Unit # 1
In this course, the learner will examine the care and rehabilitation of the red fox. The learner will be introduced to the behaviour foxes show, as well as the ecology, habitats and breeding of foxes. The course also discusses how foxes breed, the Legislation surrounding them and rehabilitation back to the wild. Learners will also look at some of the challenges faced by foxes in terms of hunting and disease.
Fox Welfare Course
The red fox (Vulpes vulpes) is an adaptable mammal of the dog family which can be found throughout Britain. Due to persecution and accidental harm foxes can sometimes need rescuing, care and rehabilitation.
This one unit course will provide learners with an understanding of the red fox in Britain.
The ecology, behaviour, life cycle and the habitats of the fox in Britain will be explored. Legislation affecting foxes and aspects of health and safety will be detailed within the course. Learners will understand methods of safe capture, care and rehabilitation of red foxes and reasons why wild foxes may need human intervention. The course is suitable for those within the animal care profession seeking continual professional development.
Fox Care and welfare
Red foxes can be identified by their long heads, triangular upright ears, bushy tail and coat colour usually of fox red with a white chin, belly and tail tip with black at the backs of their ears and black feet.
The head and body length is 60- 90 cm and the tail is 35- 50 cm. Most red foxes weigh between 4- 10 kg.
They have an average lifespan of 2- 4 years. It can be difficult to identify males and females when out in the wild however, the dog fox tends to be about a fifth heavier than a vixen and have a broader head. During the breeding seasons the male’s testes may be more easily visible.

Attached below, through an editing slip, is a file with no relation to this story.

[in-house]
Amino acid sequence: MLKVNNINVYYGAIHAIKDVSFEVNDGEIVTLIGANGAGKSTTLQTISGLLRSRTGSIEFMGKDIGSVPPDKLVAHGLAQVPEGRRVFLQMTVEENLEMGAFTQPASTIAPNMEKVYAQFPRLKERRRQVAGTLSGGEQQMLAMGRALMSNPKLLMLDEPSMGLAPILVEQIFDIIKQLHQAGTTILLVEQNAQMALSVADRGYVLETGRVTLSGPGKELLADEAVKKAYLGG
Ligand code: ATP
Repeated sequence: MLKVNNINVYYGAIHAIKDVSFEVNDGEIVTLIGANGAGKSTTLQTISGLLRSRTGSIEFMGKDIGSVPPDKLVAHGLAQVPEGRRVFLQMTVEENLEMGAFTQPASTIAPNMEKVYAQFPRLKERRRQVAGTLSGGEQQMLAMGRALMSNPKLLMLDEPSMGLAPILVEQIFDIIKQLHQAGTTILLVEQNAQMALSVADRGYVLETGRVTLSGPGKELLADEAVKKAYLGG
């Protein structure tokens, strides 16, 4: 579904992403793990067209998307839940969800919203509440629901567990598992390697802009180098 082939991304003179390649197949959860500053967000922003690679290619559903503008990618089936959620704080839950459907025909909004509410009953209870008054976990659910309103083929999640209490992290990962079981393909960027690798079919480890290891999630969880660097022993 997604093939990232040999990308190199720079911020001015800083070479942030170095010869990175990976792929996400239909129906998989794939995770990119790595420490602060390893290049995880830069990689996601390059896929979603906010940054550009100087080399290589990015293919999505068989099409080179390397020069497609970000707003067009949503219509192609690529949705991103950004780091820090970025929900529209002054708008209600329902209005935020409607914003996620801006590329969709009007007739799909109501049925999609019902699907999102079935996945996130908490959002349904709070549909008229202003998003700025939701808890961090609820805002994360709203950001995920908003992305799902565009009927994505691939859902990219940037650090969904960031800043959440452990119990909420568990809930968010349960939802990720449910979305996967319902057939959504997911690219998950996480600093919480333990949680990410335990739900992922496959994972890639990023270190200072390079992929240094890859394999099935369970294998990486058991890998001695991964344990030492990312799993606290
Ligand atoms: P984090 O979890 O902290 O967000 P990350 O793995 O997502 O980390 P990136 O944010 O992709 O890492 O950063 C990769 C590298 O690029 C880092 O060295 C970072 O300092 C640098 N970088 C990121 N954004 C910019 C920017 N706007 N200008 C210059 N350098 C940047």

When the vixen is lactating the fur on her stomach is red rather than the usual white and also her teats are more visible.
Fox Welfare and Rehabilitation
Until recently, the red fox was considered a solitary animal other than during the breeding season. However, although red foxes do hunt alone, they also, in certain situations, form social groups. The social group can consist of 3- 4 adults, consisting of both dog foxes and vixens. One group in Bristol was recorded to consist of 10 adult foxes. Within these groups the dominant male and female fox form a pair.
The pair will travel, hunt and feed alone and then meet for varying periods of time in order to groom and play. Usually only one vixen in the group will breed, typically the dominant vixen, however, sometimes other vixens will also breed. Cubs are often reared separately but can be pooled together in one large family litter. Often the other foxes in the group are the offspring of the dominant pair which have remained with their parents past the normal stage of when a fox family usually disperses. These foxes are known as helpers and will help to rear their parents next litter. Because of their social nature foxes have developed ways of communicating through vocalisations and body language.
How successful a red fox release is can depend on many factors. Ideally, red foxes released back into the wild should be monitored to see how successful the rehabilitation and release has been.
There are many dangers in the wild for red foxes and some rescued individuals may never be suitable for survival in the wild instead needing to remain in captivity. There are, however, methods in place to improve the chance of a fox surviving in the wild, such as the soft release method.